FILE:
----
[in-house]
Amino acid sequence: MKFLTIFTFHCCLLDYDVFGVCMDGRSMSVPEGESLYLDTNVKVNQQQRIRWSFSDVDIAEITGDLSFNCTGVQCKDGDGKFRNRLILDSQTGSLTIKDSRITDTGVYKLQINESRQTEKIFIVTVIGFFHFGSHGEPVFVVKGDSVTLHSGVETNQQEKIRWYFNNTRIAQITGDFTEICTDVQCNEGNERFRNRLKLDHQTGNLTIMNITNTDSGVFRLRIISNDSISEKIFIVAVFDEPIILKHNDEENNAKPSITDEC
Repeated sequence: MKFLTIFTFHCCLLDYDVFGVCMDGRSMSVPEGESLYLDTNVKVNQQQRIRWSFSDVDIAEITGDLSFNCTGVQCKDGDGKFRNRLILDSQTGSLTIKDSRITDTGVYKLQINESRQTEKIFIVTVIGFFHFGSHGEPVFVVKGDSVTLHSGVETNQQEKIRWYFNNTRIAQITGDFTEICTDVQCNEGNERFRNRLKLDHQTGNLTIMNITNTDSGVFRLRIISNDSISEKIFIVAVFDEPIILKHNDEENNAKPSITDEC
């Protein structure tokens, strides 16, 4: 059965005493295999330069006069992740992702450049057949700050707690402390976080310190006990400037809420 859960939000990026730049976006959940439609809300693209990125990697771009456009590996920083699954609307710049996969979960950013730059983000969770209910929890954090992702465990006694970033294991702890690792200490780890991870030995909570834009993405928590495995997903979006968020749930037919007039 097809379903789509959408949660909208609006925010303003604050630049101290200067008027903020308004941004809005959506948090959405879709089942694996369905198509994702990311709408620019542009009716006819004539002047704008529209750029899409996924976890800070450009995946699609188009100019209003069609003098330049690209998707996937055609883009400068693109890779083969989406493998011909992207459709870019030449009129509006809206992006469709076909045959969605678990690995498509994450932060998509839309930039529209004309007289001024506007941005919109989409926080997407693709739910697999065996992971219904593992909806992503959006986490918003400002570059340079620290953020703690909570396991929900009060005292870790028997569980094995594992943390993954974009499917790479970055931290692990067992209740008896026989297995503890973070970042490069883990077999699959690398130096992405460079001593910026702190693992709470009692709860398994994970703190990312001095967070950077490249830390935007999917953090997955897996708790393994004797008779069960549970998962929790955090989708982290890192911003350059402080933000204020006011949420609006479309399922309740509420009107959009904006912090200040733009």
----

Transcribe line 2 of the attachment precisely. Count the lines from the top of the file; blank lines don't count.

Amino acid sequence: MKFLTIFTFHCCLLDYDVFGVCMDGRSMSVPEGESLYLDTNVKVNQQQRIRWSFSDVDIAEITGDLSFNCTGVQCKDGDGKFRNRLILDSQTGSLTIKDSRITDTGVYKLQINESRQTEKIFIVTVIGFFHFGSHGEPVFVVKGDSVTLHSGVETNQQEKIRWYFNNTRIAQITGDFTEICTDVQCNEGNERFRNRLKLDHQTGNLTIMNITNTDSGVFRLRIISNDSISEKIFIVAVFDEPIILKHNDEENNAKPSITDEC